Local History

Mining the past…

Working with the Elvaston Castle team, as a supplier, visitor or volunteer, offers a fantastic way into the world of local history studies.

Whether your passion is for the English country house, the landscape and people of Derbyshire, or the wonderful flora and fauna of the Derbyshire countryside – then Elvaston Castle has much to offer, whatever your level of engagement or depth of interest.

Local history, we would argue, is all about context. It might be the life of those who lived in the ‘big house’, which in the case of Elvaston is a fascinating story in its own right, or it may be that you and your family can contribute to knowledge about the local villages, the county in general or the people who worked at, or even passed by, the ‘great house’ in the trees.

Below we have looked at a number of very accessible resources that can help you understand your life, that of your family and how history has affected the stories we all have to tell about the house and grounds.

History – the big picture:

The book available below is a History of the County of Derby by Stephen Glover, it is dated 1829.

A Google Book scan of a19th C text. (In the Public Domain)
A Google Book scan of a19th C text. (In the Public Domain)

Pages 55 and 56 offers a revelatory list of coal-mines that were working in the Derbyshire country side at this time. It is a wonderful indication of the importance of mineral extraction in the history of the county and how many lives were dependent on the industry in the past. Is your village featured in the list?  See more here…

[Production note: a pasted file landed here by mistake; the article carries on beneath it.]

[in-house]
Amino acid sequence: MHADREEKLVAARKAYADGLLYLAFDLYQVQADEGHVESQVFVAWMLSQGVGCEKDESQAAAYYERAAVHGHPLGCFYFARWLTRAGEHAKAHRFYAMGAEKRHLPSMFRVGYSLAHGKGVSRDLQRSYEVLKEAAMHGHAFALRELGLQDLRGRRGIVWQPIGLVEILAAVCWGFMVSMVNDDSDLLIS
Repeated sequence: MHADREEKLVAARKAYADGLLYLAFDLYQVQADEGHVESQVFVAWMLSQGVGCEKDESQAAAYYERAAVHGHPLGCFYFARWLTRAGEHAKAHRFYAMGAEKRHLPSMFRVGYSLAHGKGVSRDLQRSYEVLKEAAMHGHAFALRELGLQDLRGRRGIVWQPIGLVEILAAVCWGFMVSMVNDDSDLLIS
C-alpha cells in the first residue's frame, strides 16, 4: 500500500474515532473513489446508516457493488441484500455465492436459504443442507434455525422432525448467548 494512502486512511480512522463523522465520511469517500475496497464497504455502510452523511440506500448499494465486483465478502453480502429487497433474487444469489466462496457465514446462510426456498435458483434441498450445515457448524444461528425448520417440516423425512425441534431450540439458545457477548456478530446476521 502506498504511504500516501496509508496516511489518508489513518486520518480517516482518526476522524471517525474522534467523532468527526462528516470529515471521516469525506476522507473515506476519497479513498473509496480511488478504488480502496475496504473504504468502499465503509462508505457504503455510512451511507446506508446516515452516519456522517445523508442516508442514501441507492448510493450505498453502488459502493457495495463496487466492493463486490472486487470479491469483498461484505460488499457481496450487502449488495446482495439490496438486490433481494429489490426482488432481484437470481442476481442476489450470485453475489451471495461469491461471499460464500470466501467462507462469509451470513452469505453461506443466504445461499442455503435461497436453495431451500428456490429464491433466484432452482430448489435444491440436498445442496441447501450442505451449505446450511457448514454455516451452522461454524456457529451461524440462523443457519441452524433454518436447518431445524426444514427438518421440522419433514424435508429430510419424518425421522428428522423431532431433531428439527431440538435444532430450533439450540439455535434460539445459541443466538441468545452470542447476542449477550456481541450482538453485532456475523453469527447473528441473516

The Great Derbyshire fault, which bought the coal-seam to the surface was an important part of growing the economy of the county. So extensive was the field, that it easy to see how the great houses in the county zealously guarded their boundary fences, their views and the careful agricultural development of their estates, in order to stop ‘King Coal’ intruding into their rural life.

Although not all life was industrial at the time the book was completed. Mole-catching was a source of income, and the author details one village where, in 1828,  over £11 was paid by the parish to residents for this service. Boys, we  are told, could redeem their captured sparrows for a farthing each from the parish officers.

Neither of the above sitting comfortably with our conservation ideals today. Nor as suitable enterprise opportunities for the estate, we would argue, despite Elvaston Castle’s rich wildlife and landscape? The Everything Elvaston team have much more sustainable enterprise ideas to offer.

Philip Kinder is referenced in the Glover text. Being another early historian of the period who has written about the middle of the seventeenth century. Having  the following observations relating to the character and lifestyles of the inhabitants of Derbyshire.

“The countrie women here are chast and sober, very diligent in their huswifery; they hate idleness, love and obey their husbands, only in some of the great townes, many seeming sanctificators use to follow the presbyterian gang, and upon a lecture day, putt on theire best rayment, and hereby take occasion to goo a gossiping.

Your merry wives of Bentley will sometymes look in ye glass, chirpe a cupp merrily, yet not indecently. In the Peake they are much given to dance after the baggpipes, almost every towne hath a baggpipe in it”.

Derbyshire was obviously a busy county awash with music, non-conformism but with no sight of the feminist ideal on the landscape at all.